Normalization. Reduces the liklihood of anomolies

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1 Normalization

2 Normalization Tables are important, but properly designing them is even more important so the DBMS can do its job Normalization the process for evaluating and correcting table structures to minimize data redundancies Reduces the liklihood of anomolies A process that goes by levels, refining the design each time Although we deal with tables, the refinement is mostly on the relationship level

3 Just do it So what's the point? Each level reduces more redundancy Each level also makes DB operations slower There are many levels of normalization, but the typical stopping point is the 3 rd (3NF)

4 Case Study Consider a construction company that handles several building projects Manage projects, clients, billing, and employees

5 A First Try Good? Bad?

6 Observations The Good ''Good'' An employee is only listed in a project once, so PROJ_NUM with EMP_NUM can give you job classification Hourly wage and hours worked are included Total charge for an employee and project as a whole can be calculated Neutral An employee can work on more than one project

7 The Bad Nulls! Especially in the expected implied PK of PROJ_NUM Easy for data inconsistencies and anomolies occur, especially if relying on human entry (ex. abbreviations) Data redundancies yield inconsistencies Updating a particular employee can require many updates Inserting new employees without a project is trouble Project and Employee data are mixed, so if an employee leaves data gets deleted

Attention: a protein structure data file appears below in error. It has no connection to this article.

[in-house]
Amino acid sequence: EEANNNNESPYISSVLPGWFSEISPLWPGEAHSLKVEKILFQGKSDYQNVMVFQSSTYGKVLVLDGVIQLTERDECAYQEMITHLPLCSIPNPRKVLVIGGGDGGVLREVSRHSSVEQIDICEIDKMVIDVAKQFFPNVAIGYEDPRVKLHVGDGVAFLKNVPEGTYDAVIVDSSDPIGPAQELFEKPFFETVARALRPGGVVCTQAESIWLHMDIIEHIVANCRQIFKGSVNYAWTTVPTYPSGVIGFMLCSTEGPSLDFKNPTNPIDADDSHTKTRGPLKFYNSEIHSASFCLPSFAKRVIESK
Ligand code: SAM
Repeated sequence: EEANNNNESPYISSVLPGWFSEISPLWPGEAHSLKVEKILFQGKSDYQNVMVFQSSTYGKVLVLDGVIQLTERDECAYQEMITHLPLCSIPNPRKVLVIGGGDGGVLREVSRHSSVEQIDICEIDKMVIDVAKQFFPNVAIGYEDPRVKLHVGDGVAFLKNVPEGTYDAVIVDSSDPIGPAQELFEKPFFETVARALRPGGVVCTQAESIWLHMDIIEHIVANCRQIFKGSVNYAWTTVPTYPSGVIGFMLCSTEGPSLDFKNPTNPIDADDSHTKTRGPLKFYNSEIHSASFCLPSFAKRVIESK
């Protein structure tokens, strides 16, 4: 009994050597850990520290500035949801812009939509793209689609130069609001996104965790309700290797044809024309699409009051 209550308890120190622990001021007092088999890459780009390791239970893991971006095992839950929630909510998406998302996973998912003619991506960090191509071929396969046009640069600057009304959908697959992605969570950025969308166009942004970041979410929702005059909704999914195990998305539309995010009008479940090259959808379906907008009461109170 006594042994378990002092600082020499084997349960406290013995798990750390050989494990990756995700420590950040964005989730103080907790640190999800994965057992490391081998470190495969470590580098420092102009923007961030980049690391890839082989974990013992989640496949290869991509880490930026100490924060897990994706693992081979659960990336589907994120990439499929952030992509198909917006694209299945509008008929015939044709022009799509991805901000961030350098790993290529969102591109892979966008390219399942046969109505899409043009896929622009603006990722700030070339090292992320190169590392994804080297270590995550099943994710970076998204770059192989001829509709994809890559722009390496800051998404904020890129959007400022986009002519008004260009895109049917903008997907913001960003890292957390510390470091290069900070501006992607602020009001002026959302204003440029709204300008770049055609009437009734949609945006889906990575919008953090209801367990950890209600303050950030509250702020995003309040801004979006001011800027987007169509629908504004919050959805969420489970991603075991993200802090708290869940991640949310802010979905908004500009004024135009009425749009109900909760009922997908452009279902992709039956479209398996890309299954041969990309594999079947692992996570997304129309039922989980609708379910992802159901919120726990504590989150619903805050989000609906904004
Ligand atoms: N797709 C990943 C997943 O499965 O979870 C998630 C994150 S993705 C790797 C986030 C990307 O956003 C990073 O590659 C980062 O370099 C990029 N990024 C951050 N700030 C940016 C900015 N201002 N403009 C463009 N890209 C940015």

8 The Ugly Reporting on this table can yield different results depending on the anomoly Think of the job abbreviation thing again... if you want a report of all hours worked by a job class how do you do it if they are inconsistent? Data entry is rough even if you audit the errors mentioned already A lot of data is repeated and people are poor at that

9 Goals of Normalization A table represents only a single object and its attributes Data should be kept in one table where possible (controlled redudancy) to eliminate update anomolies All data in a row must depend on the primary key and nothing else to ensure PKs uniquely identify rows No update, insertion, or deletion anomolies so integrity and consistency is ensured

10 Functional Dependency Ahhh! Functional Dependency Attr B is functionally dependent on attr A if each value of A determines one and only one value of B Can also be thought of as ''A determines B'' License # is fully functionally dependent on SS# Name is not Fully Functional Dependency with a composite key (the confusing one) B is functionally dependent on A but not any subset of A

11 1NF Step 1 Step 1 Eliminate Repeating Groups Repeating Group multiple entries exist for the same key A column cannot contain more than one data item Repeating within columns Cannot be more than one column for the same data Repeating across columns A value cannot be assumed to span into multiple rows (re: cascading down into nulls) Repeating across rows